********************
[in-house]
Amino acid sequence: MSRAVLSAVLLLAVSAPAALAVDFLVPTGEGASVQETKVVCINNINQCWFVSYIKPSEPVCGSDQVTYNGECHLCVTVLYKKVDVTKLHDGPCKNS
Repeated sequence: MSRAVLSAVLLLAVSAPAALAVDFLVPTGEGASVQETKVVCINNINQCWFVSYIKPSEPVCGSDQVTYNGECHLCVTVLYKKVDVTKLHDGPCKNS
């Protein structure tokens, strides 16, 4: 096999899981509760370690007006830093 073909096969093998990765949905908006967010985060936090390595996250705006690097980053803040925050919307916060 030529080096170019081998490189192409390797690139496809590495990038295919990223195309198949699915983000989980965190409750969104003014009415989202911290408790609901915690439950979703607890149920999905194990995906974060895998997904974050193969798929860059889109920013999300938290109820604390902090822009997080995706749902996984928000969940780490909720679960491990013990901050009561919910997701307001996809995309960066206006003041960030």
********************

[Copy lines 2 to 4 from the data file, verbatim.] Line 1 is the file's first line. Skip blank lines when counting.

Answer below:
Amino acid sequence: MSRAVLSAVLLLAVSAPAALAVDFLVPTGEGASVQETKVVCINNINQCWFVSYIKPSEPVCGSDQVTYNGECHLCVTVLYKKVDVTKLHDGPCKNS
Repeated sequence: MSRAVLSAVLLLAVSAPAALAVDFLVPTGEGASVQETKVVCINNINQCWFVSYIKPSEPVCGSDQVTYNGECHLCVTVLYKKVDVTKLHDGPCKNS
């Protein structure tokens, strides 16, 4: 096999899981509760370690007006830093 073909096969093998990765949905908006967010985060936090390595996250705006690097980053803040925050919307916060 030529080096170019081998490189192409390797690139496809590495990038295919990223195309198949699915983000989980965190409750969104003014009415989202911290408790609901915690439950979703607890149920999905194990995906974060895998997904974050193969798929860059889109920013999300938290109820604390902090822009997080995706749902996984928000969940780490909720679960491990013990901050009561919910997701307001996809995309960066206006003041960030």